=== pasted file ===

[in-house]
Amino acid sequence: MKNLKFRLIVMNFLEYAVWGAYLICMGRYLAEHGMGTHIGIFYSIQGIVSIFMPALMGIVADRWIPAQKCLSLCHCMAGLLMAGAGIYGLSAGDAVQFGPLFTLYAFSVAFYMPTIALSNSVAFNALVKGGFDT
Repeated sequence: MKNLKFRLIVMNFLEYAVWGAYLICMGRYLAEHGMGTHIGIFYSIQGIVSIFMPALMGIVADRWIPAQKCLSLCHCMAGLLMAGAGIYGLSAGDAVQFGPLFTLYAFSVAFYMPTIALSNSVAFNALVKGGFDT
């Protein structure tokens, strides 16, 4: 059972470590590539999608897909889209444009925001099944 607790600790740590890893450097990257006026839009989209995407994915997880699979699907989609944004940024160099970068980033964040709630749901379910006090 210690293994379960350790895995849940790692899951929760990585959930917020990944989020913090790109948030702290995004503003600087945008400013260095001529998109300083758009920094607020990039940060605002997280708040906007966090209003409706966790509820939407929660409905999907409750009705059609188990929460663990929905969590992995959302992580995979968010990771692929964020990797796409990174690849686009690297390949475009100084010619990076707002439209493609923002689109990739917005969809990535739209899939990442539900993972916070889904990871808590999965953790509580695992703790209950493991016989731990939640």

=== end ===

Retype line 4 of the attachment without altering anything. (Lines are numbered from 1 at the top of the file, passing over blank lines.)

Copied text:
């Protein structure tokens, strides 16, 4: 059972470590590539999608897909889209444009925001099944 607790600790740590890893450097990257006026839009989209995407994915997880699979699907989609944004940024160099970068980033964040709630749901379910006090 210690293994379960350790895995849940790692899951929760990585959930917020990944989020913090790109948030702290995004503003600087945008400013260095001529998109300083758009920094607020990039940060605002997280708040906007966090209003409706966790509820939407929660409905999907409750009705059609188990929460663990929905969590992995959302992580995979968010990771692929964020990797796409990174690849686009690297390949475009100084010619990076707002439209493609923002689109990739917005969809990535739209899939990442539900993972916070889904990871808590999965953790509580695992703790209950493991016989731990939640």